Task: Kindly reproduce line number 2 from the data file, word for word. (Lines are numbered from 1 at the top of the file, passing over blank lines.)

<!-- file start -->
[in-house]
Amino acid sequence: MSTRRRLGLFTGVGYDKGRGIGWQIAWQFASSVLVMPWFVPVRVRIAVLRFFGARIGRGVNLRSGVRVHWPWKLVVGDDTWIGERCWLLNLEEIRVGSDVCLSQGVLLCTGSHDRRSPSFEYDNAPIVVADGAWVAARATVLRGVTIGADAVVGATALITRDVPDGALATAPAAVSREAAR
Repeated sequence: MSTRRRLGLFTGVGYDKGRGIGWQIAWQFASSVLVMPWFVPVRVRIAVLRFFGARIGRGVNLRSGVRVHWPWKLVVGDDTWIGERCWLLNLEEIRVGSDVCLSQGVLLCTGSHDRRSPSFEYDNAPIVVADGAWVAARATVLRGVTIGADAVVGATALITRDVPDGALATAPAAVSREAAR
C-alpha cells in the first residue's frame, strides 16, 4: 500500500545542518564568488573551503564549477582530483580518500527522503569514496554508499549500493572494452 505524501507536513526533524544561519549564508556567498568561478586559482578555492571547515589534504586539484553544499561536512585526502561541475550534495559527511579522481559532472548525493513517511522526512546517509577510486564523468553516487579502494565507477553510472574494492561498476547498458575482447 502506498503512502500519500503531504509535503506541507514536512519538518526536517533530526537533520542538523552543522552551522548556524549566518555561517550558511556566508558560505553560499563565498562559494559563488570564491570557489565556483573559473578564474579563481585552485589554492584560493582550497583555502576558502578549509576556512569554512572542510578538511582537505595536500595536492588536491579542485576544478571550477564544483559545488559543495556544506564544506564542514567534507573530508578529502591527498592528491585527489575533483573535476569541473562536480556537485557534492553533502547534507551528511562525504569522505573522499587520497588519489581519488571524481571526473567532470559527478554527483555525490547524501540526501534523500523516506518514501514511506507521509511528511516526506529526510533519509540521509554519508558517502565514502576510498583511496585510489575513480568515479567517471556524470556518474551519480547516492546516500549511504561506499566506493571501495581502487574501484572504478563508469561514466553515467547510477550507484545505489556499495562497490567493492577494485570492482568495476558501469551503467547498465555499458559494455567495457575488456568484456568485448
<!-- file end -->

Amino acid sequence: MSTRRRLGLFTGVGYDKGRGIGWQIAWQFASSVLVMPWFVPVRVRIAVLRFFGARIGRGVNLRSGVRVHWPWKLVVGDDTWIGERCWLLNLEEIRVGSDVCLSQGVLLCTGSHDRRSPSFEYDNAPIVVADGAWVAARATVLRGVTIGADAVVGATALITRDVPDGALATAPAAVSREAAR